According to the Hardware.fr it takes 42ns to reach core on same CCX.
If its the same 42ns to reach DF that would mean 82ns to reach core on second CCX + any latency going through DF would introduce.
Well, that's the thing:



What everyone is missing is how that compares to Intel:



AMD's intra-CCX latency is HALF Intel's latency between cores (the flatness of Intel's solution is a result of having a bidirectional ring bus - you will average the same number of hops over many runs).

AMD has an additional 100ns delay when communicating between cores in other CCXes. What we need to know is if this is a direct communication or if this is done through main memory. The simplest answer is that it is done through main memory and the latency is therefore CCX latency + DF latency + IMC latency + DF latency + CCX latency.

44 + ? + 19~30 + ? + 44 = ~140

This would suggest that the data fabric latency, itself, is actually fairly low - from 16.5ns to 11ns on average. All testing seems to suggest there's no real difference between accessing one CCX over another - but there IS one. We can see it in the first image above, where the accesses to the left CCX are just a couple nanoseconds longer than for those on the right.

That feature almost certainly denotes that the data is not being directly communicated, but is hitting system memory - with the other thread requesting that data (listening to a port, accessing an address, etc...). The two CCXes would not need to know about the outside world - which has major advantages when it comes to design.

This then begs the question - what is Intel doing that is hiding the ring bus latency from benchmarks and applications? IMC latency to a core, on average, appears to be about 80ns - so they shouldn't be able to show 20ns - it should be 100ns. There may be a simple answer - I'm not fully versed on what Intel is doing these days.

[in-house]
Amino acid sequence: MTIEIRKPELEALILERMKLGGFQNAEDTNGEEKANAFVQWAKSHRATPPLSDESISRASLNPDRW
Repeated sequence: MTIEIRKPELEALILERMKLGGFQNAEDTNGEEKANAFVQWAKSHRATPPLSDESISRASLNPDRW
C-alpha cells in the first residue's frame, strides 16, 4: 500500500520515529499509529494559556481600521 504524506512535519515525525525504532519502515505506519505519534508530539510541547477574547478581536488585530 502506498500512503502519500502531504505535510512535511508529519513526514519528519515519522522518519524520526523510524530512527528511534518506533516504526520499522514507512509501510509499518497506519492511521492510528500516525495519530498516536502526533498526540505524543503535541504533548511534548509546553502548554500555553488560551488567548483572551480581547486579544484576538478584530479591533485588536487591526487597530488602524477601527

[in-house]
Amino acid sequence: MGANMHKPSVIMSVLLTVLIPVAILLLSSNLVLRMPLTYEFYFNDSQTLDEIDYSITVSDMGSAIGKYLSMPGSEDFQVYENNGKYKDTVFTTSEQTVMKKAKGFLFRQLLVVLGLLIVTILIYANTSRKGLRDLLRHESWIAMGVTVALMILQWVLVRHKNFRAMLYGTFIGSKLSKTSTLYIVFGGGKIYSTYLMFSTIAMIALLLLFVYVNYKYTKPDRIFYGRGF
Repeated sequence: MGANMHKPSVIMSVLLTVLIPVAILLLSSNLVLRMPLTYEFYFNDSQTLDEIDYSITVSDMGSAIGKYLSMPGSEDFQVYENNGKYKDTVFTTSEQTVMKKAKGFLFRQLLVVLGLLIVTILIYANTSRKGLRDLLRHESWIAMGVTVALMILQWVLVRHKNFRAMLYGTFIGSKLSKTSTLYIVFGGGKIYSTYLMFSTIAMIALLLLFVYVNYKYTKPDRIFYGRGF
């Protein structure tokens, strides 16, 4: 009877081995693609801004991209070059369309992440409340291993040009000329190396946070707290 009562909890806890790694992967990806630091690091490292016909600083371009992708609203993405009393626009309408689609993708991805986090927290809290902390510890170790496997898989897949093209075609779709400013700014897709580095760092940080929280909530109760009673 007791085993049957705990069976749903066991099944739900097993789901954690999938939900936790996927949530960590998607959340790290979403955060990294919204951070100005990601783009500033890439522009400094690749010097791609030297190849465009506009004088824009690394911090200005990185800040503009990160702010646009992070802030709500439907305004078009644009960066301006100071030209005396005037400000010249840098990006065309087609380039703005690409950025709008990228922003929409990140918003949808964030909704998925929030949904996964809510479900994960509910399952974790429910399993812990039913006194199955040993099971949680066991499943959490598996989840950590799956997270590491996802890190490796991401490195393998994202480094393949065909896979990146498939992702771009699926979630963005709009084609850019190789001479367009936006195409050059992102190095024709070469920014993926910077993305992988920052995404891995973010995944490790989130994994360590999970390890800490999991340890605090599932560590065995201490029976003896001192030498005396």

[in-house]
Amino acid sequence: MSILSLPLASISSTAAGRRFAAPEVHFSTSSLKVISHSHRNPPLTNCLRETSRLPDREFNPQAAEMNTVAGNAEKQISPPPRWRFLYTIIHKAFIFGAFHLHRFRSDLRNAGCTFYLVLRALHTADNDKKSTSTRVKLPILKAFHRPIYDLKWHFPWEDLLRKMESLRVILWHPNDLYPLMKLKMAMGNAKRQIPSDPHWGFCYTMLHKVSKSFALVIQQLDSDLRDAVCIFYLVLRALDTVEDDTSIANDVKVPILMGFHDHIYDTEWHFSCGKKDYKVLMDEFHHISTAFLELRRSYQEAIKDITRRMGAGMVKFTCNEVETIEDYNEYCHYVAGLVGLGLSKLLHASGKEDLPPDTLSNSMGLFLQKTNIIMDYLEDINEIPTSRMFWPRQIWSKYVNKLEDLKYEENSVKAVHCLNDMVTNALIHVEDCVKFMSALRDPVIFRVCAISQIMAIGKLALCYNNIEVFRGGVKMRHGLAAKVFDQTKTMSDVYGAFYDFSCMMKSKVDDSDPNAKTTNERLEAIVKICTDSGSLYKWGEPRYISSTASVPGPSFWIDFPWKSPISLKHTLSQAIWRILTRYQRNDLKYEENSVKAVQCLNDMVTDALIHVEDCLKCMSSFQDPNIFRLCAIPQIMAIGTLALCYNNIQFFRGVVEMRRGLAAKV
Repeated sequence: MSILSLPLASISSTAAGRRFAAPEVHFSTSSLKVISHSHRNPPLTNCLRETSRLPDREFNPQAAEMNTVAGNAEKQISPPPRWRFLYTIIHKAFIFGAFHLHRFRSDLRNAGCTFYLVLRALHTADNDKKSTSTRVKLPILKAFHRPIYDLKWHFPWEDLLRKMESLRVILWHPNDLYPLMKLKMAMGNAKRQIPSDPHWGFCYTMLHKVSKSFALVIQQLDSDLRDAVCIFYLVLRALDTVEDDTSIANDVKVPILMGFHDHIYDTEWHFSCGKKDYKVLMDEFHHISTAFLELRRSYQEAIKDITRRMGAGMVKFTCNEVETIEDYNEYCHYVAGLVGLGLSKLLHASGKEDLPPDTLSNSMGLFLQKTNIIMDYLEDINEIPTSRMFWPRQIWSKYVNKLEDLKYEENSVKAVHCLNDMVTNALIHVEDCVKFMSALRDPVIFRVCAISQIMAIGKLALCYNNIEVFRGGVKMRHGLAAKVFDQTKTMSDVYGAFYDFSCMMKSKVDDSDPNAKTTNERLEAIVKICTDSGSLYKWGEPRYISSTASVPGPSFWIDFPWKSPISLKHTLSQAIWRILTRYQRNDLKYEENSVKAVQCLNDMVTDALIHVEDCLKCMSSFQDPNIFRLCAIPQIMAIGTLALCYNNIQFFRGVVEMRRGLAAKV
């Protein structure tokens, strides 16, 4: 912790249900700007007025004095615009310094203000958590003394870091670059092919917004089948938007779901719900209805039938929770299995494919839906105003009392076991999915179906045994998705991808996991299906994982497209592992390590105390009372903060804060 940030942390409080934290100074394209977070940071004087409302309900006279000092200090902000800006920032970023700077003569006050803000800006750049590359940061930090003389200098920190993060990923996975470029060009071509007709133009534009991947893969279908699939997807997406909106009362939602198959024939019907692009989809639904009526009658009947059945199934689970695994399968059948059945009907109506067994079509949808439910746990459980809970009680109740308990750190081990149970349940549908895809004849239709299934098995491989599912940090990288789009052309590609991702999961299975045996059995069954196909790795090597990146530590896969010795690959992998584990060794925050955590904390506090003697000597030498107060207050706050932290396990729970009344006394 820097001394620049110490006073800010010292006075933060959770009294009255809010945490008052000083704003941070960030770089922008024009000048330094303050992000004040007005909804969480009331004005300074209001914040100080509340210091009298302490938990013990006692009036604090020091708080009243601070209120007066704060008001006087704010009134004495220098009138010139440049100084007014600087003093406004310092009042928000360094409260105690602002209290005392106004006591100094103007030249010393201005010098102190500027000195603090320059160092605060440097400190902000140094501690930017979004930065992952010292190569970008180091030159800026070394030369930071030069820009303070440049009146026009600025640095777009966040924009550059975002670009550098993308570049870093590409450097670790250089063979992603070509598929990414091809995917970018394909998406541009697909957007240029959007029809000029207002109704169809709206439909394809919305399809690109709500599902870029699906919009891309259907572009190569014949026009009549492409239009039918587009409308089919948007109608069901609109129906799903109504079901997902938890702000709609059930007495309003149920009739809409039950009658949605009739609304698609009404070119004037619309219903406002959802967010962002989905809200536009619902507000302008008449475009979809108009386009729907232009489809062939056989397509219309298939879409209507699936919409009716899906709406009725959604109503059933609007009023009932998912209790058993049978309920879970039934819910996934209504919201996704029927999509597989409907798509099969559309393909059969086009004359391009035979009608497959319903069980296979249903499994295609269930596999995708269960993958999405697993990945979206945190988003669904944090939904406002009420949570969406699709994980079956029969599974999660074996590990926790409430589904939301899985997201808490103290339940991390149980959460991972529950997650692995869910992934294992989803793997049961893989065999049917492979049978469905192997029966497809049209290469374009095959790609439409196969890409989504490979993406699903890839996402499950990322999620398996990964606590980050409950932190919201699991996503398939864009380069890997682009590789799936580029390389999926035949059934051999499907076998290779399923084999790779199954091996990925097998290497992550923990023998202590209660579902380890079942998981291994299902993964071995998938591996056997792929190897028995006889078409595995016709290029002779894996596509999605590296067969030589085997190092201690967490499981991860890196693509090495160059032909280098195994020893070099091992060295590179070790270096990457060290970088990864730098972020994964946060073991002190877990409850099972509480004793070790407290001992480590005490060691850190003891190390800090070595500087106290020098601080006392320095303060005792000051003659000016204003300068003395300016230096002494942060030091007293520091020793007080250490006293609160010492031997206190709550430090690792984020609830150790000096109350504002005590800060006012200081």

DrMrLordX

Lifer
Apr 27, 2000
16,501
5,479
136
I did extensive testing with Heaven and Valley - probably five or six hours. Never an issue.
Huh. Well the hitching seems mostly gone with DDR4 speeds high, but with "stock" (DDR4-2133) it was pretty bad. Interesting.

Wonder if it's a scheduler problem.
 

beginner99

Diamond Member
Jun 2, 2009
4,626
1,012
136
I wrote a long comment on that post, explaining pretty much all I know about this phenomenon - which is a lot. Also offering most of the safer tweaks that can be applied easily to improve matters.
So indeed the Windows scheduler is broken in contrary to AMDs PR release and MS won't fix it. Thanks for the confirmation.
 
  • Like
Reactions: Kromaatikse

Dresdenboy

Golden Member
Jul 28, 2003
1,730
554
136
citavia.blog.de
It would seem then that your hypothesis indicates that an additional penalty might be incurred on Ryzen during the point between transmission of the data line to DF and receiving data at the core.
That's true. And each hop would add the same amount of nanoseconds per direction. With PCB/package wired Hypertransport, the next die (MCM) was 1 hop away.
 

CataclysmZA

Junior Member
Mar 15, 2017
6
7
41
So indeed the Windows scheduler is broken in contrary to AMDs PR release and MS won't fix it. Thanks for the confirmation.
Actually, the scheduler is working as intended, it's the core parking settings that are not. This is why AMD is issuing an update in the future to add tweaks to the balanced profile to improve performance, and they're going to alter the core parking settings.
 

mat9v

Member
Mar 17, 2017
25
0
11
AMD's intra-CCX latency is HALF Intel's latency between cores (the flatness of Intel's solution is a result of having a bidirectional ring bus - you will average the same number of hops over many runs).